In recent years, much attention has been focused on concussions that can occur from high school contact sports. However, other high school sports injuries can result in permanent damage. A new study published online on January 13 in the journal Pediatrics evaluated shoulder injuries from high school sports. They found differences related to gender as well as type of sports activity.
The aim of the study was to evaluate shoulder injuries among a nationally representative sample of high school athletes engaged in nine different sports: boys’ football, soccer, basketball, wrestling, and baseball; girls’ soccer, volleyball, basketball, and softball. Data was obtained from High School Reporting Information Online. After reviewing the data, the researchers calculated and quantified shoulder injuries.
The investigators found that during the 2005–2006 through the 2011–2012 academic years, high school athletes sustained 2,798 shoulder injuries during. These injuries occurred among 13,002,321 athlete exposures, resulting in an injury rate of 2.15 per 10,000 athlete exposures. This rate corresponds to a nationally estimated 820,691 injuries during this time period. The investigators found that the injury rates were higher during competition, compared to practice (3.17-fold increased risk). Not surprisingly, the highest injury rate occurred with football (4.86) and the lowest injury rate occurred with girls’ soccer (0.42). The most common types of injury were strain/sprain (37.9%) and dislocation/separation (29.2%). Compared to girls, boys were more likely to sustain their injuries after contact with another person or with the playing surface. For 7.9% of the injuries, surgical repair was necessary. Time loss from athletic participation varied among sports; 40.7% of the athletes returned to the playing field within one week’ however, 8.2% were medically disqualified for the season or their entire career.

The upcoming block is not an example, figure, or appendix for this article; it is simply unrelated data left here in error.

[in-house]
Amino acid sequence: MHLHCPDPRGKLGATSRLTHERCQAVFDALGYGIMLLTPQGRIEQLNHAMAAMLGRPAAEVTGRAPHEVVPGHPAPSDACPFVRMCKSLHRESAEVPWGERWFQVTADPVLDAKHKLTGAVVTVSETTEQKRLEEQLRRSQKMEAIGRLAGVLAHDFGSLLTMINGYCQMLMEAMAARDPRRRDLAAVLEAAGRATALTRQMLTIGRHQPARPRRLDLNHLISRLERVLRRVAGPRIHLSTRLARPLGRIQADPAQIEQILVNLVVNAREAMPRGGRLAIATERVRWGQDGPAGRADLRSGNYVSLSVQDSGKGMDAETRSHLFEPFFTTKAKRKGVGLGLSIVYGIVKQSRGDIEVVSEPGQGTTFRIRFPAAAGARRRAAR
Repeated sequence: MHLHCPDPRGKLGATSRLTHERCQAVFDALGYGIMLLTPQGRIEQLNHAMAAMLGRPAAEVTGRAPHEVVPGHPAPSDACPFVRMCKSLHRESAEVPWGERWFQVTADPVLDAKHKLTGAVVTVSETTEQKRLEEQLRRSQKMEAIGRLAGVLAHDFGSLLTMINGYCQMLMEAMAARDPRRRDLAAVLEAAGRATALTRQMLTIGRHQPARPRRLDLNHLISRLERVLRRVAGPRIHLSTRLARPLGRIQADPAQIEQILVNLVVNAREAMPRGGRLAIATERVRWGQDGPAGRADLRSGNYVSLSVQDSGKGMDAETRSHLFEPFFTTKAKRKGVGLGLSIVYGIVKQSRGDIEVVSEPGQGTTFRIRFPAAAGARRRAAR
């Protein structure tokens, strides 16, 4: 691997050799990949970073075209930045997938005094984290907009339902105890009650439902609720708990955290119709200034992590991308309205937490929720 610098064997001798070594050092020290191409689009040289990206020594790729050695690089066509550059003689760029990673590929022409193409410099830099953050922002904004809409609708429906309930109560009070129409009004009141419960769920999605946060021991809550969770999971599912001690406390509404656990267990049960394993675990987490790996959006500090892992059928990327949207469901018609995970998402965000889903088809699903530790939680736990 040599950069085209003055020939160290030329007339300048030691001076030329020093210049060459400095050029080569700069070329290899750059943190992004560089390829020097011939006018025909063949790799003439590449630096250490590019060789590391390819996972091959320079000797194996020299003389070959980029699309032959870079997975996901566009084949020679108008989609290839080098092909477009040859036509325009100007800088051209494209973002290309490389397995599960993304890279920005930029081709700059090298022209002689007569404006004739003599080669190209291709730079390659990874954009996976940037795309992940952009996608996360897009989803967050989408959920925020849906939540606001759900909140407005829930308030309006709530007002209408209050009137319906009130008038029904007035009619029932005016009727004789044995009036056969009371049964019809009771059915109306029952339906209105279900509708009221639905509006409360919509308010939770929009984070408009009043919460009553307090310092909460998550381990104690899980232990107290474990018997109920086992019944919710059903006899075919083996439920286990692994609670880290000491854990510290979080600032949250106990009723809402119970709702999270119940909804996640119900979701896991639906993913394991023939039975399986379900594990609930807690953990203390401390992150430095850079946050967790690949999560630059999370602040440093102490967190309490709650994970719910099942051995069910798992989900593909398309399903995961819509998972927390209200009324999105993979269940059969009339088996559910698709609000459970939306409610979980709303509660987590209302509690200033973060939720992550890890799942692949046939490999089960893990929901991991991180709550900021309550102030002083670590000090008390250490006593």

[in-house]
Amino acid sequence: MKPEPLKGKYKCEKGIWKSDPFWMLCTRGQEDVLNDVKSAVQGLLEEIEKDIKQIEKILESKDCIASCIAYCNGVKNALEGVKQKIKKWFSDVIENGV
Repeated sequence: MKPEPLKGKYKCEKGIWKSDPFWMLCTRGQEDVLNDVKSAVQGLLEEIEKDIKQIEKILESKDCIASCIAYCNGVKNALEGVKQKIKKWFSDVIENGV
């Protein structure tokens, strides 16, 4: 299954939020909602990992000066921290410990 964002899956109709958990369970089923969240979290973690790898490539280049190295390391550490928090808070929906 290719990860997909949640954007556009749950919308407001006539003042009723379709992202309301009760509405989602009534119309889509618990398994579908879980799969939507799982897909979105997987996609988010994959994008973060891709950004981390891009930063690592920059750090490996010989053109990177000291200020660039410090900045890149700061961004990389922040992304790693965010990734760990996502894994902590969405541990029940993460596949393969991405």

The authors concluded that high school shoulder injury rates and patterns varied by gender and type of sport. They recommended that prospective (forward-looking) surveillance should be done to determine trends and patterns of shoulder injuries. This surveillance could lead to the development of evidence-based interventions to prevent shoulder injuries.
The researchers are affiliated with: the Center for Injury Research and Policy, The Research Institute; Nationwide Children’s Hospital, Columbus, Ohio; and Colorado School of Public Health and University of Colorado School of Medicine, Aurora, Colorado.
Take home message:
Although a shoulder injury is not as threatening to overall health as brain injury, it can result in long-term health problems. Most professional football players are left with permanent orthopedic problems (e.g., knee or shoulder damage) and a number of them have brain damage. Thus, one must weigh the benefits vs. the risks. Body build is also a factor. A slender individual with a lower body mass is at increased risk than a brawny thick-boned individual; however, all participants in contact sports are at risk for permanent injury.